The banking industry is a global, multibillion dollar business that serves as a middleman, or intermediary, between suppliers of financial capital and those seeking financing. Broadly speaking, it provides financing for a wide range of consumer and business activities. The stated purpose may be financing the purchase of a home or providing startup capital for a new business venture. While the banking industry operates according to regional, or nationally defined, rules and customs, the business is most often broken out into two distinct industry groupings: investment banks and commercial banks (which will be covered in this article).
Commercial banks make loans to the full spectrum of borrowers, from private individuals, all the way up to major corporations, and municipal, regional, and national government agencies. Commercial banks, a grouping that also includes savings banks and credit unions, finance their loan activities by lending out money gathered from the other side of the business—the funds deposited by individuals and firms.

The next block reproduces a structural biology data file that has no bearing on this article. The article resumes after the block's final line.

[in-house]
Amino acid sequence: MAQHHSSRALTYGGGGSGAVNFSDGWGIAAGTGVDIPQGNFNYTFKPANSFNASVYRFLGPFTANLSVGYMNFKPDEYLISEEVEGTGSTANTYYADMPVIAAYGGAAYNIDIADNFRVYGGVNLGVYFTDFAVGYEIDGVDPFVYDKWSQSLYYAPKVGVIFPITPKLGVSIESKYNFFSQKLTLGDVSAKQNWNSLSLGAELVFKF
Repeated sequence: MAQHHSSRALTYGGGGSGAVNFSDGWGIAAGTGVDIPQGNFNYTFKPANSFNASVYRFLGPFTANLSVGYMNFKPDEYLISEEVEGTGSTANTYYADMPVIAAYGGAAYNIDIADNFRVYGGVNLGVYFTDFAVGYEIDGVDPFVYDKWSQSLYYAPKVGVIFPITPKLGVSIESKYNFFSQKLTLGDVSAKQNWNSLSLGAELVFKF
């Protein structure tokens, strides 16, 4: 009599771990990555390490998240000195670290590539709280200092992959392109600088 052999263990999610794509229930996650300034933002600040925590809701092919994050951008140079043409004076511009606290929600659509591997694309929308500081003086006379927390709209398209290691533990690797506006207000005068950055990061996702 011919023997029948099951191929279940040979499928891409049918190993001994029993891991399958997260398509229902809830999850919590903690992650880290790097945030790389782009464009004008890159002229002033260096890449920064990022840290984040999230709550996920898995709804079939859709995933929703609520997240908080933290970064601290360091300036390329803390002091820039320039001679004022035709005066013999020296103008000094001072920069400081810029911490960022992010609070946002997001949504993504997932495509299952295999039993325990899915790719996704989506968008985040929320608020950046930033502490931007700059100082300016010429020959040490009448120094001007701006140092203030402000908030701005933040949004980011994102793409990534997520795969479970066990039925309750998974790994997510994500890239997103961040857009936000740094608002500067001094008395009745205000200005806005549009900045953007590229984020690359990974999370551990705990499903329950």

Banking in the 21st century is in reality a series of interconnected businesses. The biggest banks in the world have grown to become complex, multi-market organizations serving a very diverse group of customers. Major commercial banks, in addition to their lending services, also offer cash management services such as money transfers and account reconcilement, asset-based financing, and equipment leasing. They issue letters of credit supporting global trade. They offer credit card and payment card services to both individual consumers and retail merchants.